I ♥ Cuda
1970 Plymouth 'Cuda
Near the corner of Little West 12th and the West Side Highway—just blocks from my apartment—there is a large cold storage warehouse. It’s a nondescript location, with the exception of the trannie prostitutes who congregate after-hours in the adjacent parking lot. There’s no attempt to hide the hooking and petty drug sales. But there is an even more shocking blasphemy hiding behind an old green and red semi-trailer:
A faded and rusted 1973 Plymouth Cuda.
Confession: I’m a muscle car fanatic. (Ha! You thought I was going to say something else!) Like all fans, I have my druthers. Some guys like old Chevy Impalas, others swear by Pontiac GTOs. Not me: it’s all about MOPAR—Dodge, Plymouth and Chrysler. And my wet dream is the Cuda, one of the sexiest muscle cars ever built.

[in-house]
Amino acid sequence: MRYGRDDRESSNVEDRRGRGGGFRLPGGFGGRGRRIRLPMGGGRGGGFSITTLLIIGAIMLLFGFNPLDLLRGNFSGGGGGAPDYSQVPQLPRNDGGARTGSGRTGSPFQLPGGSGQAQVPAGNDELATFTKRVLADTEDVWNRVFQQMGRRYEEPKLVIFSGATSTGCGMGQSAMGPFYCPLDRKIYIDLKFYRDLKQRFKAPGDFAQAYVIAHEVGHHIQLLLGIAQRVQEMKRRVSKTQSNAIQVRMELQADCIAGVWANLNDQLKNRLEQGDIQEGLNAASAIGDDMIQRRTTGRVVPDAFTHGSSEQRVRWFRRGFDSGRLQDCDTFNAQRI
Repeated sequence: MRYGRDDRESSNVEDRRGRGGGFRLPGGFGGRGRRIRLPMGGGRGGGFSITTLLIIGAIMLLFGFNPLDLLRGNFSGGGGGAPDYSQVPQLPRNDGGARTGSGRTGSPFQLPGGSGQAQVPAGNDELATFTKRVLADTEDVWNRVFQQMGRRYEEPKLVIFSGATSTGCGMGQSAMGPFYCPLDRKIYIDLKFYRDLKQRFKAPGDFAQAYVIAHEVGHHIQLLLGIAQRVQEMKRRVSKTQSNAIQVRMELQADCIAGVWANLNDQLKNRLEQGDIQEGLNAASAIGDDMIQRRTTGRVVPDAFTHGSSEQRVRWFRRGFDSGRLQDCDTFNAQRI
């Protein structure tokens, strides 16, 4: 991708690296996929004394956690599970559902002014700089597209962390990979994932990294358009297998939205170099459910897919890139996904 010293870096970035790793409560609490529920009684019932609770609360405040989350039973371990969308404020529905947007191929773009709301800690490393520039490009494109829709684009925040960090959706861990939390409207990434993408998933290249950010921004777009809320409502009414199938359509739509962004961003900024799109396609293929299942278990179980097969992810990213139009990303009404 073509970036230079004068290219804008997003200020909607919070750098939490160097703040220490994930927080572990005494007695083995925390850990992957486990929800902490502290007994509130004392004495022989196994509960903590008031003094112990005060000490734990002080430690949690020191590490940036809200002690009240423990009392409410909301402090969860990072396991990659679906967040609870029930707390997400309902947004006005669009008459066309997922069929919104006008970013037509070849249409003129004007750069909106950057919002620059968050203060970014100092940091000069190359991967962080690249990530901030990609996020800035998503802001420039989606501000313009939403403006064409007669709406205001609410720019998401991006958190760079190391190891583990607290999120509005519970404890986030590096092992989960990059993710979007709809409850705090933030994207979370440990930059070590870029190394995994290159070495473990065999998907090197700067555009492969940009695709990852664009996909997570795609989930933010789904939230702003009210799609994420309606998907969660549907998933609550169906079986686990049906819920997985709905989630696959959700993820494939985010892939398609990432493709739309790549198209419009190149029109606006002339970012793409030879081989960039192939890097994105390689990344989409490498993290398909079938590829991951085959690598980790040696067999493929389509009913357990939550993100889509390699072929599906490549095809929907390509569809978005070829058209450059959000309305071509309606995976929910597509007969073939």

The Plymouth Barracuda was the first pony car, and debuted in ’64. It premiered two weeks before the Ford Mustang, which quickly left the Barracuda in the dust and became a pop icon. But the tables were turned in 1970 when the Barracuda was re-designed. Now called the ‘Cuda (yellow, above), it was available with an engine its competition could only dream of—the legendary Hemi.
1971 Plymouth 'Cuda
The Hemi sound is unmistakable. Many engines purr, or hum. Not the Hemi; it growls, like Vin Diesel in Pitch Black, or Bokeem Woodbine’s supa-sexy Brooklyn accent. In the early 70s, the oil crisis forced Chrysler to drop production of the Hemi . The muscle car era vanished. But a generation later, in 2003, Dodge re-introduced the Hemi with tremendous success. The new 2006 Charger can be ordered with an optional 340 HP Hemi. It's a solid car, but I prefer vintage Detroit steel.
Of all the 'Cudas, the standout is the ’71 (green, above). It’s larger than the previous year’s model—the front grill and headlights were restyled. Do you remember Phantasm? As a child, that’s how I stumbled across the car. The horror movie cult classic is
I ♥ Cuda